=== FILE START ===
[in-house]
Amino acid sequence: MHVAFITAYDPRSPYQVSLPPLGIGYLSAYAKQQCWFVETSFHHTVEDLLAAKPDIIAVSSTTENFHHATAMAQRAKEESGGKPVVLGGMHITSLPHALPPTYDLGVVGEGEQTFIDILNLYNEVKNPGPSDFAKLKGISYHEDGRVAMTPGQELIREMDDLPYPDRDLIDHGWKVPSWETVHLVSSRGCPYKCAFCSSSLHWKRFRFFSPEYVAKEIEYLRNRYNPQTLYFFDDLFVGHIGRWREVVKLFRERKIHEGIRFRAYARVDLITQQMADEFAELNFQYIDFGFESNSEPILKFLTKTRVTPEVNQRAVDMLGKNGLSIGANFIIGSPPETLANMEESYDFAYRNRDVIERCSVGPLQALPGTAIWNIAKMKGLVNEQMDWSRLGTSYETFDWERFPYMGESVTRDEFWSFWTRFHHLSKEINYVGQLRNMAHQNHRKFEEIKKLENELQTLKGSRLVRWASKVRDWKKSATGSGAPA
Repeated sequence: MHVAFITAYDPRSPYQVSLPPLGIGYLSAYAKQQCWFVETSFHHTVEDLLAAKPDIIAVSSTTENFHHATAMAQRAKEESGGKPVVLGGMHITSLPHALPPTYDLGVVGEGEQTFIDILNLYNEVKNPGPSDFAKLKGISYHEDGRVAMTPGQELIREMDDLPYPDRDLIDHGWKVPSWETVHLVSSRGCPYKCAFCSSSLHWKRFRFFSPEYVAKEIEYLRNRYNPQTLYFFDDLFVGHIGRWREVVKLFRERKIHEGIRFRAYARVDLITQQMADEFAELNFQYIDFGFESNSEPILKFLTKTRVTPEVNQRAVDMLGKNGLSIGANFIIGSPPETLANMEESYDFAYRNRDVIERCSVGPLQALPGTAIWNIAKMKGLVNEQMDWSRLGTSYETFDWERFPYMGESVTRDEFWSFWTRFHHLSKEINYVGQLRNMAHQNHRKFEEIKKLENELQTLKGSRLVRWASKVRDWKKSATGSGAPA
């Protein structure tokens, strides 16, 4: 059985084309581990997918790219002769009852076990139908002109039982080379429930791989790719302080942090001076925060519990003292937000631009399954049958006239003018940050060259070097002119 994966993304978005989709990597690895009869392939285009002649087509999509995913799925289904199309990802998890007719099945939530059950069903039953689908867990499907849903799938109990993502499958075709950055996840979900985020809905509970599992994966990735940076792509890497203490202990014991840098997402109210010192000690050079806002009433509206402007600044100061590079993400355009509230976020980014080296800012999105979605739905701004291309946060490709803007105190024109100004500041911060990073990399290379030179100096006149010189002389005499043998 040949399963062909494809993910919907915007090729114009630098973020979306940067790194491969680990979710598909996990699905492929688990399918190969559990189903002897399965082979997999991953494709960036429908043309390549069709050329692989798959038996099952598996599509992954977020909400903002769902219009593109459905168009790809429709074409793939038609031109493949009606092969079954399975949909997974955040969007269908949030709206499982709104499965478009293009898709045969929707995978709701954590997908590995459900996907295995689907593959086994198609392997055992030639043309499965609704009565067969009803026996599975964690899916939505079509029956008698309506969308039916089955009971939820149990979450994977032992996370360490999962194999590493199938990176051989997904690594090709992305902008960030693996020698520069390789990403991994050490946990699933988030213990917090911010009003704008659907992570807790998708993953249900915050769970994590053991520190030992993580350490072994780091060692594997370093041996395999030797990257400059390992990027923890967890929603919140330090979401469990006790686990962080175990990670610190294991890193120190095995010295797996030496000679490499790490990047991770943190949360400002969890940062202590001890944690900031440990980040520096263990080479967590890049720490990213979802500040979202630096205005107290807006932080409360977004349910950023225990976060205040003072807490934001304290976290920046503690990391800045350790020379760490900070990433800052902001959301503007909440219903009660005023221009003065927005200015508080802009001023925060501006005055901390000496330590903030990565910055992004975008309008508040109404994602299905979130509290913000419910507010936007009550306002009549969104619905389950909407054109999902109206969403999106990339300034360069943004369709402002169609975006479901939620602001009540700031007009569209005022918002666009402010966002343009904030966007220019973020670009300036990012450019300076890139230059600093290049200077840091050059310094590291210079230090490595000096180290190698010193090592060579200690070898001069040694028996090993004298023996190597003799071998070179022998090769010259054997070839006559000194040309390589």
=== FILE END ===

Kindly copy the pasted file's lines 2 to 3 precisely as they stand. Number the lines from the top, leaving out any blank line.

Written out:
Amino acid sequence: MHVAFITAYDPRSPYQVSLPPLGIGYLSAYAKQQCWFVETSFHHTVEDLLAAKPDIIAVSSTTENFHHATAMAQRAKEESGGKPVVLGGMHITSLPHALPPTYDLGVVGEGEQTFIDILNLYNEVKNPGPSDFAKLKGISYHEDGRVAMTPGQELIREMDDLPYPDRDLIDHGWKVPSWETVHLVSSRGCPYKCAFCSSSLHWKRFRFFSPEYVAKEIEYLRNRYNPQTLYFFDDLFVGHIGRWREVVKLFRERKIHEGIRFRAYARVDLITQQMADEFAELNFQYIDFGFESNSEPILKFLTKTRVTPEVNQRAVDMLGKNGLSIGANFIIGSPPETLANMEESYDFAYRNRDVIERCSVGPLQALPGTAIWNIAKMKGLVNEQMDWSRLGTSYETFDWERFPYMGESVTRDEFWSFWTRFHHLSKEINYVGQLRNMAHQNHRKFEEIKKLENELQTLKGSRLVRWASKVRDWKKSATGSGAPA
Repeated sequence: MHVAFITAYDPRSPYQVSLPPLGIGYLSAYAKQQCWFVETSFHHTVEDLLAAKPDIIAVSSTTENFHHATAMAQRAKEESGGKPVVLGGMHITSLPHALPPTYDLGVVGEGEQTFIDILNLYNEVKNPGPSDFAKLKGISYHEDGRVAMTPGQELIREMDDLPYPDRDLIDHGWKVPSWETVHLVSSRGCPYKCAFCSSSLHWKRFRFFSPEYVAKEIEYLRNRYNPQTLYFFDDLFVGHIGRWREVVKLFRERKIHEGIRFRAYARVDLITQQMADEFAELNFQYIDFGFESNSEPILKFLTKTRVTPEVNQRAVDMLGKNGLSIGANFIIGSPPETLANMEESYDFAYRNRDVIERCSVGPLQALPGTAIWNIAKMKGLVNEQMDWSRLGTSYETFDWERFPYMGESVTRDEFWSFWTRFHHLSKEINYVGQLRNMAHQNHRKFEEIKKLENELQTLKGSRLVRWASKVRDWKKSATGSGAPA